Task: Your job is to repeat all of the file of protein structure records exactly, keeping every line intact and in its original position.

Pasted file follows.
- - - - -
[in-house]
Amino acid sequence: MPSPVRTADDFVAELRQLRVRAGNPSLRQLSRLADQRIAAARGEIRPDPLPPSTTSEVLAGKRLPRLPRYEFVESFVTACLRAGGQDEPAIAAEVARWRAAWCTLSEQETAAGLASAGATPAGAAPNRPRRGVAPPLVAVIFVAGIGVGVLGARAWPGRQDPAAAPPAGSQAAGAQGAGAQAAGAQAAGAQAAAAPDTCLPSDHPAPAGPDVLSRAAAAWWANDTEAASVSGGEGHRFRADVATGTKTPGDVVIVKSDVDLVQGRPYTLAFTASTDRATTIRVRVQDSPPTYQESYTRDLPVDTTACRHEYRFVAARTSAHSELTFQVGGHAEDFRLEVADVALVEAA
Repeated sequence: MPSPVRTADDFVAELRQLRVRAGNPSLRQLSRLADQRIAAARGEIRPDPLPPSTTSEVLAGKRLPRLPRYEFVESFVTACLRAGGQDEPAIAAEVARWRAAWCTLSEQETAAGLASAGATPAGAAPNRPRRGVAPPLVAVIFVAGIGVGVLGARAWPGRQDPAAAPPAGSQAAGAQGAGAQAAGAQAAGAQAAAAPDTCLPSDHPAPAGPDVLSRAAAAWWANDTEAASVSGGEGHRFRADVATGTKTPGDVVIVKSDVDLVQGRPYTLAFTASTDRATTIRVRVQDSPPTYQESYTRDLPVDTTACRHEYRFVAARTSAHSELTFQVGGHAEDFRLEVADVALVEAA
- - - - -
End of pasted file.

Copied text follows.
[in-house]
Amino acid sequence: MPSPVRTADDFVAELRQLRVRAGNPSLRQLSRLADQRIAAARGEIRPDPLPPSTTSEVLAGKRLPRLPRYEFVESFVTACLRAGGQDEPAIAAEVARWRAAWCTLSEQETAAGLASAGATPAGAAPNRPRRGVAPPLVAVIFVAGIGVGVLGARAWPGRQDPAAAPPAGSQAAGAQGAGAQAAGAQAAGAQAAAAPDTCLPSDHPAPAGPDVLSRAAAAWWANDTEAASVSGGEGHRFRADVATGTKTPGDVVIVKSDVDLVQGRPYTLAFTASTDRATTIRVRVQDSPPTYQESYTRDLPVDTTACRHEYRFVAARTSAHSELTFQVGGHAEDFRLEVADVALVEAA
Repeated sequence: MPSPVRTADDFVAELRQLRVRAGNPSLRQLSRLADQRIAAARGEIRPDPLPPSTTSEVLAGKRLPRLPRYEFVESFVTACLRAGGQDEPAIAAEVARWRAAWCTLSEQETAAGLASAGATPAGAAPNRPRRGVAPPLVAVIFVAGIGVGVLGARAWPGRQDPAAAPPAGSQAAGAQGAGAQAAGAQAAGAQAAAAPDTCLPSDHPAPAGPDVLSRAAAAWWANDTEAASVSGGEGHRFRADVATGTKTPGDVVIVKSDVDLVQGRPYTLAFTASTDRATTIRVRVQDSPPTYQESYTRDLPVDTTACRHEYRFVAARTSAHSELTFQVGGHAEDFRLEVADVALVEAA